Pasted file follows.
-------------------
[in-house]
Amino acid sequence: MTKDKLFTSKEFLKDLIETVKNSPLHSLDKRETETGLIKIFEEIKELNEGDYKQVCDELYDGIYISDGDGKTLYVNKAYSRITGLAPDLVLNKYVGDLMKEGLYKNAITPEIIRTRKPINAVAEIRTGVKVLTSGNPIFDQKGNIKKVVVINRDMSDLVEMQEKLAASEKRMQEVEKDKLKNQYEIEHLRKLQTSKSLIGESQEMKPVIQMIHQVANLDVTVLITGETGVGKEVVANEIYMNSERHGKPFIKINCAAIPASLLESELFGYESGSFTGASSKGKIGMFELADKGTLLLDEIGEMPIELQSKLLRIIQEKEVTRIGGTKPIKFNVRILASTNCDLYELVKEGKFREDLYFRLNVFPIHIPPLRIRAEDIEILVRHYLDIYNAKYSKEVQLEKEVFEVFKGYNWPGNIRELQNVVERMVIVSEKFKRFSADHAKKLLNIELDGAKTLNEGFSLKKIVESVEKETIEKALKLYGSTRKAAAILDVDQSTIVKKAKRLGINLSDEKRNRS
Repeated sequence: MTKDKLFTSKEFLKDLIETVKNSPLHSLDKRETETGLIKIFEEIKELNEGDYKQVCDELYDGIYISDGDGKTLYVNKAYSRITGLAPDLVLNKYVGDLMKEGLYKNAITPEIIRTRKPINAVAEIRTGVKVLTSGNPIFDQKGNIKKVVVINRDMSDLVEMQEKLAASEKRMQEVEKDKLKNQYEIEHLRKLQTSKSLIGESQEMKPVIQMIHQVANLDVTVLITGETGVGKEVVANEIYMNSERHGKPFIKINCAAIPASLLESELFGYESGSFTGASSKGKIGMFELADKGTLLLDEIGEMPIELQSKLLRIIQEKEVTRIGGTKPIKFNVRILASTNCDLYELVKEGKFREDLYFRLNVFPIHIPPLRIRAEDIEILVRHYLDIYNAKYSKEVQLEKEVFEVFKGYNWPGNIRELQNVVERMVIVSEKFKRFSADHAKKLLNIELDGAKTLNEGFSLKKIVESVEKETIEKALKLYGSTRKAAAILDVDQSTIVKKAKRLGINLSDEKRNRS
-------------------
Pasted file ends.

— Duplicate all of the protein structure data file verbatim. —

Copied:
[in-house]
Amino acid sequence: MTKDKLFTSKEFLKDLIETVKNSPLHSLDKRETETGLIKIFEEIKELNEGDYKQVCDELYDGIYISDGDGKTLYVNKAYSRITGLAPDLVLNKYVGDLMKEGLYKNAITPEIIRTRKPINAVAEIRTGVKVLTSGNPIFDQKGNIKKVVVINRDMSDLVEMQEKLAASEKRMQEVEKDKLKNQYEIEHLRKLQTSKSLIGESQEMKPVIQMIHQVANLDVTVLITGETGVGKEVVANEIYMNSERHGKPFIKINCAAIPASLLESELFGYESGSFTGASSKGKIGMFELADKGTLLLDEIGEMPIELQSKLLRIIQEKEVTRIGGTKPIKFNVRILASTNCDLYELVKEGKFREDLYFRLNVFPIHIPPLRIRAEDIEILVRHYLDIYNAKYSKEVQLEKEVFEVFKGYNWPGNIRELQNVVERMVIVSEKFKRFSADHAKKLLNIELDGAKTLNEGFSLKKIVESVEKETIEKALKLYGSTRKAAAILDVDQSTIVKKAKRLGINLSDEKRNRS
Repeated sequence: MTKDKLFTSKEFLKDLIETVKNSPLHSLDKRETETGLIKIFEEIKELNEGDYKQVCDELYDGIYISDGDGKTLYVNKAYSRITGLAPDLVLNKYVGDLMKEGLYKNAITPEIIRTRKPINAVAEIRTGVKVLTSGNPIFDQKGNIKKVVVINRDMSDLVEMQEKLAASEKRMQEVEKDKLKNQYEIEHLRKLQTSKSLIGESQEMKPVIQMIHQVANLDVTVLITGETGVGKEVVANEIYMNSERHGKPFIKINCAAIPASLLESELFGYESGSFTGASSKGKIGMFELADKGTLLLDEIGEMPIELQSKLLRIIQEKEVTRIGGTKPIKFNVRILASTNCDLYELVKEGKFREDLYFRLNVFPIHIPPLRIRAEDIEILVRHYLDIYNAKYSKEVQLEKEVFEVFKGYNWPGNIRELQNVVERMVIVSEKFKRFSADHAKKLLNIELDGAKTLNEGFSLKKIVESVEKETIEKALKLYGSTRKAAAILDVDQSTIVKKAKRLGINLSDEKRNRS